Climbing February - March 2018

Climbing offers the entire climbing world: sport, trad, bouldering, walls, ice, alpine and mountains. In each issue we offer the richest stories on the vertical world you'll ever read, with award-winning photography. Climbing has earned its moniker as the journal of record for climbers worldwide.

United States
Pocket Outdoor Media, LLC
US$ 5,99

nesta edição

3 minutos

CLIMBERS Jon Jugenheimer and Colten Moore ROUTE HMR (WI5) FIRST ASCENT Paul Kuenn LOCATION Pictured Rocks National Lakeshore, Lake Superior, Michigan Imagine rapping an icefall, the 10-foot waves of Lake Superior booming below. With the water at 33 F and a long swim to the nearest beach, your only way out is up. This was what Midwest hardmen Jon Jugenheimer and Colten Moore faced in January 2016 on the 200-foot HMR, short for Help Me, Rhonda. The route was originally ascended by Wisconsin native Paul Kuenn, who, says the photographer Aaron Peterson, “climbed damn near everything in the area in the 1980s and 1990s without naming or recording anything.” As lore has it, Kuenn and partner climbed the flow off a frozen lake, naming it Singing in the Rain for a storm that caught them on the open…

2 minutos
infinite peril

AS YOU READ THIS, IT’S JANUARY, the dead of winter, which for most of us means one of three things: 1) Your hands are a welter of calluses, cracks, and splits from pulling too much plastic—and spring can’t come soon enough. 2) You’ve found a dry, south-facing cliff, and you’re going to do every last route, even if they’re all zero stars. Or, 3) You’re ecstatic, because you love ice, mixed, and alpine climbing. Ice climbing has enjoyed a parallel evolution to rock climbing, with both in the past five decades seeing the invention and mass production of gear that’s served to make each pursuit easier. On ice and mixed, it’s things like self-ratcheting screws, curved picks, and mono-points; on rock, it’s performance rock shoes, quickdraws, nuts, and spring-loaded camming devices.…

1 minutos

[Kennan Harvey] When Kennan Harvey (“San Juan Silver,” p.46) was 5, Willi Unsoeld, the legendary mountaineer and father of experiential education, accidentally stranded him on a zipline because Kennan did not weigh enough. Although the upturned faces below registered concern, the position suited Kennan. He’s been searching for rope-guided isolation ever since. [Lynn Suyeko Mandziuk] Lynn Suyeko Mandziuk (That One Time, p.24) is a freelance illustrator/ designer/artist who lives out of her Ford Transit, fondly named Otis. Currently, she is parked in the Front Range of Colorado. When she isn’t busy scribbling with crayons, you can find her at the crag, making delectable van meals, or refining her Mario Kart strategies. [Matt Spohn] Matt Spohn (“Trying for Invisible,” p.56) lives in Portland, OR, with his wife, Michelle. In 2015, Spohn freed El Capitan via Freerider…

2 minutos
unsolicited beta

RAP BATTLE Re. “Rappelling: The Most Extremest Sport” ( This article serves as a reminder that as a climber in my early forties, I am older than your target audience. I realize the article is poking fun at a younger set who only rappel and do not climb, but I think that any newbie to climbing or rappelling could misinterpret this article as encouragement to adopt risky behaviors. Climbing Magazine has posted instructional articles on safe rappelling in the past, and I hope you continue to promote safe practices. —Beth Santoro, via email BEE CAREFUL I was setting an anchor atop Bobsledding (5.7) at the Red River Gorge. A young man was climbing above me on Pogue Ethics (5.9) and yelled down to his belayer, “This hold has a ‘T’ on it— what does…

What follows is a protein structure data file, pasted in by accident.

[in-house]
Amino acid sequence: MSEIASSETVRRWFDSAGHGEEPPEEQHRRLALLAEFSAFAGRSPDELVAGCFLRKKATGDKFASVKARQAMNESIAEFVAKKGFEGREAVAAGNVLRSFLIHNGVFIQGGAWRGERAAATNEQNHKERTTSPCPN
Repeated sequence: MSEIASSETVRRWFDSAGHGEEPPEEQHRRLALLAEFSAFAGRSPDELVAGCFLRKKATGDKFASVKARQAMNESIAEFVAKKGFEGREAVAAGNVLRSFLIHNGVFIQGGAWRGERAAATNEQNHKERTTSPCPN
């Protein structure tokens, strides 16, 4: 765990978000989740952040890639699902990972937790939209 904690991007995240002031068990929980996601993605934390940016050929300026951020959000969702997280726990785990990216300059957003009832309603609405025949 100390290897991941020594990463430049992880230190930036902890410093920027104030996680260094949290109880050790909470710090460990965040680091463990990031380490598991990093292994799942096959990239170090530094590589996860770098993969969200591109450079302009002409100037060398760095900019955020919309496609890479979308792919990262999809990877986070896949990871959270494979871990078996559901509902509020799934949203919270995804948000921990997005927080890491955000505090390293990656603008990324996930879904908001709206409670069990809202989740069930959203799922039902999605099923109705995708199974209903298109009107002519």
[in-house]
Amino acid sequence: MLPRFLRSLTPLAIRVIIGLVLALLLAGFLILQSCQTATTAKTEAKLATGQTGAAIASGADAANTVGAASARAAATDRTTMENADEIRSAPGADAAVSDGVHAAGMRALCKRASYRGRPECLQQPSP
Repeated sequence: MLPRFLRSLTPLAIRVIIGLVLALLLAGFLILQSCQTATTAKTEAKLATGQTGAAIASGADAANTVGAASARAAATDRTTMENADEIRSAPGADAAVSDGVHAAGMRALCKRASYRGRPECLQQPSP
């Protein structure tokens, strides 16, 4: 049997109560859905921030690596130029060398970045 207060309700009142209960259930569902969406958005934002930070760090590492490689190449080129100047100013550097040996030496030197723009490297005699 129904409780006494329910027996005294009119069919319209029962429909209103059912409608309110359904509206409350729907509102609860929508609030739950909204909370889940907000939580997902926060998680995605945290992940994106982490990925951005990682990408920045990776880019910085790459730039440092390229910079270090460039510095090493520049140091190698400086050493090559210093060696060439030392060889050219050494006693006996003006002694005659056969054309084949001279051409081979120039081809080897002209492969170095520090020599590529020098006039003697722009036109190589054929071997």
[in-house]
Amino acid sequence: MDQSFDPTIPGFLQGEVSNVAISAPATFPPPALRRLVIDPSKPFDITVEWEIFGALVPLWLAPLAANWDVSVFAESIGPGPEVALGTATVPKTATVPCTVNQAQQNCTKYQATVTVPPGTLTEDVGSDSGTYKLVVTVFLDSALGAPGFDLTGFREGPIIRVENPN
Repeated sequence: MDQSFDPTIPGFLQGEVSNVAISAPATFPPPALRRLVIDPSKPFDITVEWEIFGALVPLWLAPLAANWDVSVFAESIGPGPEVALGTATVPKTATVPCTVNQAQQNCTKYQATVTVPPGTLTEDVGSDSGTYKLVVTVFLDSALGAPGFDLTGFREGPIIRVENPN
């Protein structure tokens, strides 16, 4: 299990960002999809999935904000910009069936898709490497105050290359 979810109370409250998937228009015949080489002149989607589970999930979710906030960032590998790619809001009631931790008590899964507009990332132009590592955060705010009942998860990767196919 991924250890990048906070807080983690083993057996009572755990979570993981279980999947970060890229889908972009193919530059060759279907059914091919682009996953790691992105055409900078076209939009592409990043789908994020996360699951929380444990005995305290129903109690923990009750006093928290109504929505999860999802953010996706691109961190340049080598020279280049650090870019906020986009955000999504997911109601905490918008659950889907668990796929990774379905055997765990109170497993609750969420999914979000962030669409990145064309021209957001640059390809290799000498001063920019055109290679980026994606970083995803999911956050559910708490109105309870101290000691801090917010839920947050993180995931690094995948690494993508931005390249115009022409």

1 minutos
rock art

“Climbing gives me a deeper connection with nature and the outdoors, which acts as an endless source of inspiration,” says the Los Angeles visual development artist and character designer Yuhki Demers. A climber since 2007, Demers often boulders at Stoney Point and Malibu Creek, or indoors at Boulderdash in Westlake Village and Cliffs of Id in Culver City. When he’s not out bouldering, he’s working on an animated Spiderman feature film at Sony Pictures Animation. His work in animation and mid-century cartoon design plays into his images of dramatically lit mountains and climbers in action. “The sense of awe and wonder I get when staring at rocks larger than skyscrapers motivates me to try to create awesome work,” he says. FOLLOW HIM @NINJAYUHKI OR YUHKIDEMERS.COM TO SUBMIT ARTWORK FOR ROCK ART,…

1 minutos
summit yoga

The sun rises behind Vrksasana (Tree Pose) atop the Balmenhorn (13,671 feet), with a view into Italy’s Val D’Aosta. —JOANNA AHRENS Lord of the Dance Pose on the slopes of Annapurna III, at 13,000-plus feet, while completing the Annapurna Circuit. — ERIN HAYZELDEN Ahlam Serhan in Bow Pose with the support of her partner Kent Edward on the summit of Jebel Rum, Wadi Rum, Jordan. —AHLAM SERHAN A celebratory Handstand after hiking up a mountain in southwestern Norway. — KRISTIN GERHART This is what happens when you talk yourself into getting out of bed at 4 a.m. after hitting the sack at midnight the night before. —SHANNON PATTERSON Yoga at Gosaikunda Lake (~14,000 feet) in Nepal, April 2017. —IVAN DAMNJANOVIC At the topout of the Shawangunks classic High Exposure (5.6), New York. —RACHEL TOPF Danny Coutts (and an arboreal friend) striking Tree Pose on…